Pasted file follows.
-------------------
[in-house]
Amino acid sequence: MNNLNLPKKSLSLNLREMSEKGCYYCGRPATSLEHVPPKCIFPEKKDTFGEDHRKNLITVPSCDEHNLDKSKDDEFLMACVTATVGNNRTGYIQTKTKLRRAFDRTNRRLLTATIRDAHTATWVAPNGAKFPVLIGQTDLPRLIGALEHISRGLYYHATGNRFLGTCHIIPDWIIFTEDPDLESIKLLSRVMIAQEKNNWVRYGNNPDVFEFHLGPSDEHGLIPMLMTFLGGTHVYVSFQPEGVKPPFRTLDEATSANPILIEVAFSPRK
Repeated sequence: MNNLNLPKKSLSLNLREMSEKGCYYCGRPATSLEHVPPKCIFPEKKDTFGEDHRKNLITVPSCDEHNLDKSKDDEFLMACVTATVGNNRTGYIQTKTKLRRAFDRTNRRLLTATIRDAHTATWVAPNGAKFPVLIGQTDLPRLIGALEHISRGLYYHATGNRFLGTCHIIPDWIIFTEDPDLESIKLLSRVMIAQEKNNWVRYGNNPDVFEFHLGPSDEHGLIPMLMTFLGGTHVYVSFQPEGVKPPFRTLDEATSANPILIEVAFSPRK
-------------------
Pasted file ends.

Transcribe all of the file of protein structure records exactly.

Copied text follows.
[in-house]
Amino acid sequence: MNNLNLPKKSLSLNLREMSEKGCYYCGRPATSLEHVPPKCIFPEKKDTFGEDHRKNLITVPSCDEHNLDKSKDDEFLMACVTATVGNNRTGYIQTKTKLRRAFDRTNRRLLTATIRDAHTATWVAPNGAKFPVLIGQTDLPRLIGALEHISRGLYYHATGNRFLGTCHIIPDWIIFTEDPDLESIKLLSRVMIAQEKNNWVRYGNNPDVFEFHLGPSDEHGLIPMLMTFLGGTHVYVSFQPEGVKPPFRTLDEATSANPILIEVAFSPRK
Repeated sequence: MNNLNLPKKSLSLNLREMSEKGCYYCGRPATSLEHVPPKCIFPEKKDTFGEDHRKNLITVPSCDEHNLDKSKDDEFLMACVTATVGNNRTGYIQTKTKLRRAFDRTNRRLLTATIRDAHTATWVAPNGAKFPVLIGQTDLPRLIGALEHISRGLYYHATGNRFLGTCHIIPDWIIFTEDPDLESIKLLSRVMIAQEKNNWVRYGNNPDVFEFHLGPSDEHGLIPMLMTFLGGTHVYVSFQPEGVKPPFRTLDEATSANPILIEVAFSPRK